The Hilmer Report has introduced a whole new area of consumer interest to all this. The view is heard from time to time that Hilmer should be opposed as antisocial and antidemocratic. I have my reservations about Hilmer but I don’t hold with this. The report was long overdue. Many of its recommendations will shake the dust out of our

stodgiest and most protected institutions. Many of the practices of these institutions were working to the disadvantage of consumers as well as to the economy at large, and it’s a waste of time being unduly sentimental about them. They need reform.

But to believe that the reforms proposed by Hilmer need to be carefully evaluated insofar as they affect individuals in an ever-more liberated market is not evasion of reality, as the free marketeers would claim.

It would be quite wrong to assume that market transactions between individuals and enterprises affect only buyer and seller. The market should be like the law where public interest is weighed against individual freedom. Rules are needed, to protect the individual consumer if not for public policy reasons. Hilmer doesn’t change this particularly. But it does propose to extend the range of issues facing consumers — especially those who are less well-off for a number of reasons - even if only because it proposes that public policy should accommodate the market rather than vice versa.

What does all this mean for the consumer? The answer to the question describes my immediate agenda as Minister for Consumer Affairs.

First, I believe strongly that consumer policy can only be effective if the structure of protection is right and strong. The consumer movement has its hero figures and its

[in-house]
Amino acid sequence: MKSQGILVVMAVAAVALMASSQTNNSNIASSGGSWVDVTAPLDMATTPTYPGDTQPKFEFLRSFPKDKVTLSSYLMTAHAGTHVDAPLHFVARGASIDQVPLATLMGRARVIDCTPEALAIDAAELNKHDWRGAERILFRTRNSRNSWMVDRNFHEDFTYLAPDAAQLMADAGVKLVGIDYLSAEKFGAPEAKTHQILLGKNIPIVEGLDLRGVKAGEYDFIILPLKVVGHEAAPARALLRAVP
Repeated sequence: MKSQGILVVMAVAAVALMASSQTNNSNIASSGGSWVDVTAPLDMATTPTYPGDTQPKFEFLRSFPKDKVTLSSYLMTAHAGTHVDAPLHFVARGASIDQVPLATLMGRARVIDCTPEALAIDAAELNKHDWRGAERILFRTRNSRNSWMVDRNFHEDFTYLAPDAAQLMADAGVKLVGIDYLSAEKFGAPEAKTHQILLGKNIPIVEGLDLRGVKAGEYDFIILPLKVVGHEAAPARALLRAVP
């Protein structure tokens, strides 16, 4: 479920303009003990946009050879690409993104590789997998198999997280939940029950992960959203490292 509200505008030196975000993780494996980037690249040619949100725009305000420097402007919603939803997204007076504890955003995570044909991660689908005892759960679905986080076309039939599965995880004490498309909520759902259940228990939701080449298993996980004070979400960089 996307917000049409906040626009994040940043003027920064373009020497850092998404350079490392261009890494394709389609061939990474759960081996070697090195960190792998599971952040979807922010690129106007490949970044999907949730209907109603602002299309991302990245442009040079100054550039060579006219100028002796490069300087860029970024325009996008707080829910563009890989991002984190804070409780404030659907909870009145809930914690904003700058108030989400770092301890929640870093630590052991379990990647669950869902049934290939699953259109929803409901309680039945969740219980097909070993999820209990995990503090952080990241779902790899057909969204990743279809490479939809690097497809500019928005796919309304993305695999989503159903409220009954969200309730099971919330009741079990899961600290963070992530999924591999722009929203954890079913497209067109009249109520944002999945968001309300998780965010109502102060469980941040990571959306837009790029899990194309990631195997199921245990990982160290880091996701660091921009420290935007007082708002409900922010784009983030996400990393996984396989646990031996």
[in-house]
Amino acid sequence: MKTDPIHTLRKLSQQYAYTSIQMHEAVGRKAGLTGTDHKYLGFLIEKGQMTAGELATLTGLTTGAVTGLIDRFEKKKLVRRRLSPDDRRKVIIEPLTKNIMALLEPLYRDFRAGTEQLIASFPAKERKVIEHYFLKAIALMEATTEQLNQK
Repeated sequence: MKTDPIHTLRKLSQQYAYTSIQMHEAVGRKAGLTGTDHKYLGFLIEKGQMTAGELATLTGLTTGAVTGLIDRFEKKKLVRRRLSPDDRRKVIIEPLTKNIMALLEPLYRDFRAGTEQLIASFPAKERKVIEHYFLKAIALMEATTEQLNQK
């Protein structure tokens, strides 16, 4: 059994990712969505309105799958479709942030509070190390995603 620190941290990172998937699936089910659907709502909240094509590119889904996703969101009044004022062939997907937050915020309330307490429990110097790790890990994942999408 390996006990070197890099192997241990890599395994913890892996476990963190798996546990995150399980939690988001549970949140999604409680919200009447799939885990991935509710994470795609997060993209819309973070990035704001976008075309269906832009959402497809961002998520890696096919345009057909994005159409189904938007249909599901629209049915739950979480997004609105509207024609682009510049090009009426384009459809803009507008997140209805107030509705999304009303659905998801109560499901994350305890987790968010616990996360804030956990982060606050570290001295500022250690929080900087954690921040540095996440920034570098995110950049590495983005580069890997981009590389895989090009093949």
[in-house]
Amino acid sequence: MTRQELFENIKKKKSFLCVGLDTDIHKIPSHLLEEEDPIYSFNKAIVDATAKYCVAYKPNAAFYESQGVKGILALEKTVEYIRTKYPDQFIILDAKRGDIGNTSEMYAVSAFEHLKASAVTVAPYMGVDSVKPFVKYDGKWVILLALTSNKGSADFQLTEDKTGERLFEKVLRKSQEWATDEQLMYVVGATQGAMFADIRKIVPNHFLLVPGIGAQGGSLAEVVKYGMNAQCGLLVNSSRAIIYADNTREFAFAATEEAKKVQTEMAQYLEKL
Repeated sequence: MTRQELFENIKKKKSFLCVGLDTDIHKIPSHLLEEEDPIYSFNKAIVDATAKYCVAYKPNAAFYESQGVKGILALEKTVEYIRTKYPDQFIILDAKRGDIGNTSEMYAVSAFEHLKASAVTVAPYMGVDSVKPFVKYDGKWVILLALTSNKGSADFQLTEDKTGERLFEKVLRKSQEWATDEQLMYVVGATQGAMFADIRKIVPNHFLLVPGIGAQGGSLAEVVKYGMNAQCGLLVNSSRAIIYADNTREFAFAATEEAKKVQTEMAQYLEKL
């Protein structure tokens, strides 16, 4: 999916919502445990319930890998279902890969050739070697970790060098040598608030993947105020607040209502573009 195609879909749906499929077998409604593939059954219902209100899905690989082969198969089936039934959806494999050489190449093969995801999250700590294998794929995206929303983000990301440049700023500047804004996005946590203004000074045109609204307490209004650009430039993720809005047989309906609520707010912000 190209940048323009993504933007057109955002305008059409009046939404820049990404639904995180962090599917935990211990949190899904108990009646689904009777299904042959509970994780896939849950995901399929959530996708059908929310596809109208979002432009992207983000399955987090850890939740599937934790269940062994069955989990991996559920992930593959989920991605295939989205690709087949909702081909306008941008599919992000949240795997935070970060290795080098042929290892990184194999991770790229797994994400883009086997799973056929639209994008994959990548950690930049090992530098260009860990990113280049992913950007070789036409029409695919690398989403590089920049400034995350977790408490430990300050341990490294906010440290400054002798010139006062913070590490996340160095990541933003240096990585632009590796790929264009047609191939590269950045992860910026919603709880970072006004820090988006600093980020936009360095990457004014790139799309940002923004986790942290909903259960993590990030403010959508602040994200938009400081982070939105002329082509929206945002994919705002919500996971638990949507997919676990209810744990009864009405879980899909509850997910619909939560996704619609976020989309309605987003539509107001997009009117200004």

champions. But personalities and governments come and go. Even Trade Practices Commissions come and go. The structures of consumer protection should be strong enough to survive changes of government or battle fatigue by our heroes or withdrawal of public support and goodwill. It’s this view that led me to the reform of

the Bureau and other activities which I shall describe in a moment. They have only this aim: to establish a structure which will withstand exigent circumstances.

Second, I believe that consumer policy can only be effective when the goals and objectives are clear. My goals and objectives are simple. Consumers should be active influences on — even determinants of — the policies and practices that affect them.

The traditional tendency in consumer protection is to react to market breakdown by regulation or whatever, to chase down anti-consumer habits and practices. In effect, this has meant at times shutting the stable door after the horse has bolted. My aim is

to put consumers in positions to influence market behaviour, not just to ameliorate its misbehaviour.

It’s my intention to move at National Conference this year that consumer impact statements should be made a formal part of the Government’s decision-making process. We measure the impact of our decisions on the environment, on women, on Aboriginal people and on people with non-English speaking backgrounds. We have mechanisms to evaluate the impact of decisions on business regulation. We should have the same kind of mechanism to measure the impact of decisions on consumers.